Loc: Mojave Desert
I will be slowing down as suggested. Thanks, zrtf90, I'll take your suggestion and work hands separate until I have cleaned things up, then go to hands together and slowing it right now again.

Overall, I'm spending 1 - 1.5 hours a day playing, Alfred's, timing exercises. Does 15 minutes still sound like too much given the amount of time I'm playing?

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#2052596 - 03/22/13 04:33 PM Re: Most effective use of time practicing scales [Re: hamlet cat]
zrtf90 Offline
2000 Post Club Member

Registered: 02/29/12
Posts: 2409
Loc: Ireland (ex England)
Originally Posted By: hamletcat
Overall, I'm spending 1 - 1.5 hours a day playing, Alfred's, timing exercises. Does 15 minutes still sound like too much given the amount of time I'm playing?
15 minutes on scales and arpeggios is a long time for anyone with less than two years experience and is time that could be better apportioned to learning more repertoire.

Our technical ability grows more and faster from the pieces we play. Scales are for perfecting and exercising that technique. Without a year or two developing that technique (and our critical hearing skills) in the first place what are they exercising?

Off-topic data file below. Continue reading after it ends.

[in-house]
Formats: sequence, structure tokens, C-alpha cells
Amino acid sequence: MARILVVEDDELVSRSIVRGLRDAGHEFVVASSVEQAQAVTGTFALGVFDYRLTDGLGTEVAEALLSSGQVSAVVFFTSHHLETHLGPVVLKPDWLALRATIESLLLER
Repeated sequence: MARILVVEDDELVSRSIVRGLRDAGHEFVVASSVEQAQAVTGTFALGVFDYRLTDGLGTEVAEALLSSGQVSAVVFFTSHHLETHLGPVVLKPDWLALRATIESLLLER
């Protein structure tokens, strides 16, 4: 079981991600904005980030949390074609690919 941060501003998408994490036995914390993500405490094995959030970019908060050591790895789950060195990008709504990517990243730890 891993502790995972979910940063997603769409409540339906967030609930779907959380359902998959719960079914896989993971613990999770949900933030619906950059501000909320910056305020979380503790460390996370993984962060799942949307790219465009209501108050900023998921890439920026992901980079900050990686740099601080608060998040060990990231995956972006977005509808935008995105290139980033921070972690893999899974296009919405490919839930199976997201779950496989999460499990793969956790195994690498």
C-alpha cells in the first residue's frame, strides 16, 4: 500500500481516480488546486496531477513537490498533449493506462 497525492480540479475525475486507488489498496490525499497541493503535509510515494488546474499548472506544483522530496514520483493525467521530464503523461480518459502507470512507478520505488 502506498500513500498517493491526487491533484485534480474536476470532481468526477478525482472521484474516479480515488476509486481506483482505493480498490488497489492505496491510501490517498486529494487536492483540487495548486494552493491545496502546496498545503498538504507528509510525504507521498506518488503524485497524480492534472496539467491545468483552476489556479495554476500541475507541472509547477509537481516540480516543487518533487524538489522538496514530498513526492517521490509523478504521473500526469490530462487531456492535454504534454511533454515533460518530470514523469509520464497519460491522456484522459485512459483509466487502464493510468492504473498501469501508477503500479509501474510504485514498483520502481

Ten to fifteen minutes is a long time to spend on a piece. I suggest you try spending an hour on six pieces at ten minutes each and compare your progress in a month.

If it doesn't work out for you, revert. And smile. You've either learned a valuable practice tip or you've learned something about how you learn. There are more than two ways. Experiment and record your progress. The more you experiment and compare results the more you learn about what works for you and we are all different.

If I know I'm restricted to ten minutes I focus more clearly on a shorter section and get it done far sooner than spending an hour on one piece and remembering very little of it the next day or playing it no better than if I had only spent ten minutes on it and sometimes less than that.

I typically work towards objectives rather numbers of minutes and frequently use less than ten minutes on a piece though I don't count reviewing the previous sections to make sure I'm still au fait with them. My day is usually done in less than an hour (five or six pieces) and I spend the rest of my time improving memorised repertoire (and these days preparing to record for recitals).
_________________________
Richard